Offaly keep the faith to whip cream from Cats
Published 14/09/1998 | 00:11
OFFALY 2-16 KILKENNY 1-13 OFFALY hurling has known great times since they turned the world on its head in 1981, but all must take their place in line behind yesterday even Pat Delaney, the strapping centre half-back on that first title-winning side, was content to doff his cap.
Delaney even went further. ``Of all the All-Irelands that were ever won, going back over a hundred years, that was the best one of them all, the hardest won of the lot,'' he said, still floating somewhere up there an hour after the final whistle.
Offaly's performance was worthy of the occasion and it was entirely essential, for Kilkenny were no flunkies yesterday.
Key attackers DJ Carey and Charlie Carter found various markers in inspired form, but back the field there were some solid Kilkenny displays.
It has been a rattlesnake of a season. It twisted and turned and refused to be guided by anyone. For one extended portion, cattle-rustlers using wheelbarrows had greater hope of success than Offaly.
And ironies stacked up on the crowning day. Johnny Pilkington was asked what he thought of then manager Michael `Babs' Keating criticising the team after the Leinster final defeat by Kilkenny. Pilkington does business his own way, but he recognised the essential dishonesty in Keating's transferring of the entire blame on to his players.
He hit back spontaneously, saying that something would have to give, and if he was later to question the wisdom of his actions, he had the consolation of knowing his sentiments were shared by his colleagues.
The rift forced Keating out of the picture and Offaly's season was on the road. Yesterday Pilkington sat back in the dressingroom after playing an immense role in Offaly's victory.
``People talk about under-achievement,'' he said, ``but we have won a league title, two All-Irelands, and two club All-Irelands in eight years. That's not too bad of a record.''
Across the dressingroom, an older, broader cut of a man also accepted the congratulations. County chairman Brendan Ward had the courage and, critically, the independence to tell Keating that the party was over.
County board officials are so frequently mentioned in the pejorative that it is important to give Ward his due. Equally, aspiring or budding county chairmen should take note.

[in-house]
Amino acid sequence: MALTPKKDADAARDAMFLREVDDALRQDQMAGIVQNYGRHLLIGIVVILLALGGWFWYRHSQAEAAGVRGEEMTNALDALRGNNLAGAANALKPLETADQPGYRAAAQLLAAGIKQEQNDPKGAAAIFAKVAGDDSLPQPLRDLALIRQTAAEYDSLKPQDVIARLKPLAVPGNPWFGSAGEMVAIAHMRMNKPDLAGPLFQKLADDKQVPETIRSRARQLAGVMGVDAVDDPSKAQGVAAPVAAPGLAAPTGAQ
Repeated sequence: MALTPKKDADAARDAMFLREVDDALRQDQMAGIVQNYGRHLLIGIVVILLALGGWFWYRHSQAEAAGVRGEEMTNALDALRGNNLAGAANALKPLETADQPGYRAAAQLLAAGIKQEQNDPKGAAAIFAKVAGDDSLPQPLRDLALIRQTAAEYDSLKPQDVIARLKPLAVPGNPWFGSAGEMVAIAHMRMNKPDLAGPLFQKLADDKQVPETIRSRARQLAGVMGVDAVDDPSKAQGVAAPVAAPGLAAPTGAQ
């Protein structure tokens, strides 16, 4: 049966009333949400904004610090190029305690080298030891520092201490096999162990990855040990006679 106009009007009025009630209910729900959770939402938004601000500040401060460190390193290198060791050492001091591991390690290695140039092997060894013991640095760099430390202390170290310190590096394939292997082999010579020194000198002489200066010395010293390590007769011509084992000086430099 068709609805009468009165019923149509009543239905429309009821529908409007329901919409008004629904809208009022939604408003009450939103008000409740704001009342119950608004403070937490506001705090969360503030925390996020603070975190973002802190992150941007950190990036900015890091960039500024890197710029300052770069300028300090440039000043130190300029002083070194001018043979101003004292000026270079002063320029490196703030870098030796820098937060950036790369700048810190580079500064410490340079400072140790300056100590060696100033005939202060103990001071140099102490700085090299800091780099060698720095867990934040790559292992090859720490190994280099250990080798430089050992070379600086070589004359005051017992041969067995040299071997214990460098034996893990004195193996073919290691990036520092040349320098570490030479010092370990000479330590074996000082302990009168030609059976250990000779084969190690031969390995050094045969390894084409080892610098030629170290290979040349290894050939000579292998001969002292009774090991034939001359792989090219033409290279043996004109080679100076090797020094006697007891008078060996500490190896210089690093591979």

After this pair an unlikely alliance the edges get blurred. No-one has yet come forward to admit to identifying Michael Bond as the man to replace Keating.
Listen to Offaly hurling people chatting about the appointment and you know that something stirs beneath the surface like all those who were dug in in the GPO in 1916, surely dozens of people should be claiming Bond as their piece of talent-spotting by now.
But they're not, and maybe we'll never know why. What is of greater relevance is the rejuvenation of the Offaly team under Bond. It does not rival the achievements of Liam Griffin or Ger Loughnane in the 1990s, but, given the depths to which Offaly were sinking, Bond can hold his head high in any company.
The news that he may not return to manage Offaly next season is just the latest curiosity to assail our senses. Brendan Ward may learn that getting Bond was the easiest part try to hold onto him now!
And, now, for some recent history. Brian Whelahan was sneezing and sniffling all day Friday and Saturday. He worked in the bar Friday night. On Sunday morning, his participation in the final was in some doubt.
He held tight, but at a price 18 minutes into the match, Brian McEvoy had him in a spin. Two points from play, plus a final pass for Andy Comerford's point, and Whelahan was chasing shadows.
``The selectors have not been afraid to make changes over the last month or so,'' said Michael Duignan afterwards. And so, Whelahan was sent to wing-forward in the hope that he might get himself into the game.
A further transfer saw him at full-forward for the second-half, and his impact on the game was to prove profound. He scored 1-6, 1-3 from play, and he exposed Pat O'Neill who had lorded his area in the first-half.
Offaly's merit as winners is not in doubt this morning. They won a marvellous match in style, and they thrilled the nation with a series of outstanding individual displays.
The Allstar selectors, threatened with extradition in 1994, can now look forward to giving Whelahan and Kevin Martin well-deserved awards this season if anything, Martin was the superior defender this year.
After taming Jamesie O'Connor last time out, Martin followed it up with another exhibition of positive man-marking (a contradiction, but not in this case). DJ Carey came into the final with a bad year behind him, and Martin never allowed him to rescue his form.